Asheville North Carolina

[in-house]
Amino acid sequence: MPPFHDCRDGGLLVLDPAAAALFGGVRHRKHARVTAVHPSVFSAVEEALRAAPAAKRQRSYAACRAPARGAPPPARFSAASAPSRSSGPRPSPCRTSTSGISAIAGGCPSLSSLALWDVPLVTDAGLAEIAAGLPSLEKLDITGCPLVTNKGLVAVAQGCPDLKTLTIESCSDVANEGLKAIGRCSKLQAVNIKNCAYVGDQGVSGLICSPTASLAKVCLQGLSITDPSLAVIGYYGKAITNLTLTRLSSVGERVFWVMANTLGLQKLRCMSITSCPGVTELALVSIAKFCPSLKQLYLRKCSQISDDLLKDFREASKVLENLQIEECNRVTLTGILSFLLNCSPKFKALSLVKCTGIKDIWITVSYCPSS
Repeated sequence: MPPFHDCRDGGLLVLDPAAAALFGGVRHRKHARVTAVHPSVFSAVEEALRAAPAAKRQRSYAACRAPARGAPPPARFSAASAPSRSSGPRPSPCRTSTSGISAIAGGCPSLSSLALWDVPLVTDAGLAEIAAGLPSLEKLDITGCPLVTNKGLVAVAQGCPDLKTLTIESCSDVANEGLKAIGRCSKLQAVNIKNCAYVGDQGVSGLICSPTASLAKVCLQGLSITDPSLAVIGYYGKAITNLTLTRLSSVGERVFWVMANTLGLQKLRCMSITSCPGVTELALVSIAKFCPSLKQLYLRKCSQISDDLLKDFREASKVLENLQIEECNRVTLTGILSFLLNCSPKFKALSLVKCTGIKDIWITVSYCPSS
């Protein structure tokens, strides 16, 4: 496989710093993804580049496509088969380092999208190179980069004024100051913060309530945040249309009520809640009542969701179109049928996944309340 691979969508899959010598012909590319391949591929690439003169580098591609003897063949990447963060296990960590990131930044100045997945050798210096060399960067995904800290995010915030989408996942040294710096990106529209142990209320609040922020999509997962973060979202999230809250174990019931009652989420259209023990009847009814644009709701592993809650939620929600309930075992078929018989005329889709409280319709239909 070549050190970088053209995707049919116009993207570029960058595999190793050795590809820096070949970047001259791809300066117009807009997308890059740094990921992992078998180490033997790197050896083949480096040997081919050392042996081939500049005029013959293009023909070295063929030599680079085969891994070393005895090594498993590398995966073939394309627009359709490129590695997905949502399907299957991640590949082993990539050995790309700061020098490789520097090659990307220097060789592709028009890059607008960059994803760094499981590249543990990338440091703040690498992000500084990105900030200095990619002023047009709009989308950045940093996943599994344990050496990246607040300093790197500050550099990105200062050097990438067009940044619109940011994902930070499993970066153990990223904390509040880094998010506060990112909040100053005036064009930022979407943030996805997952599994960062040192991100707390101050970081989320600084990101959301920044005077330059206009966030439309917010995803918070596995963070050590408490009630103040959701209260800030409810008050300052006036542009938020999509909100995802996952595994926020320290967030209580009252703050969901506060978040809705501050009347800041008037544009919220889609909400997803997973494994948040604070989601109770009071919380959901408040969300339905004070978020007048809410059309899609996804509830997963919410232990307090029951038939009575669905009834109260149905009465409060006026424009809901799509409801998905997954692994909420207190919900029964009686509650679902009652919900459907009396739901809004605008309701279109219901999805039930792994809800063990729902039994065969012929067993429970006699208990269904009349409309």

In my youth, food and cooking experimentation was one constant mode of creative expression. Being an angst-ridden pre-teen out in the country who needed an outlet for creativity and without knowing anything about flavour or proper technique, I dove into cooking. I mixed, chopped, fried, baked, boiled and garnished. I was fearless and never deterred from a failed experiment. One memorable example is the accidental pink mashed potatoes I made when I was eleven. They looked bizarre, but tasted great. Their dignity intact. As time moved on, I explored various food lifestyles in order to gain experience and knowledge. Through restriction, I discovered new freedom. I tried raw foods, vegetarian/vegan, cooking without spices, local/seasonal and all sorts of international exploits, thus deepening my relationship to food and my understanding of the art of cuisine. As a raw foodist, I only ate raw vegetables, fruit, nuts and seeds. Pie crusts and sauces were made by blending soaked nuts. Sprouting produced dehydrated crackers and bizarre tasting manna breads. That pursuit lasted for just over a year, but I gave it up when my entire body turned a disturbing shade of orange from eating too many carrots. I indulged in creative expression. While in art school, edible projects began to merge with the non-edible projects as I experimented with conceptual themed costumes, decorations and dinner parties. I created, assembled and compiled my food/art projects, thus my repertoire expanded into a more mixed media. I found myself living overseas, on the other side of the world. I had to let go of everything I was comfortable with. My initial shock of how unfamiliar the rest of the world lives was quickly overcome by my hunger for new experiences: I'll eat anything once. I've travelled to thirty countries and I've only just begun. Over the twenty-five years since my first desires to cook, an overwhelming urge to share my discoveries has brought you this blog.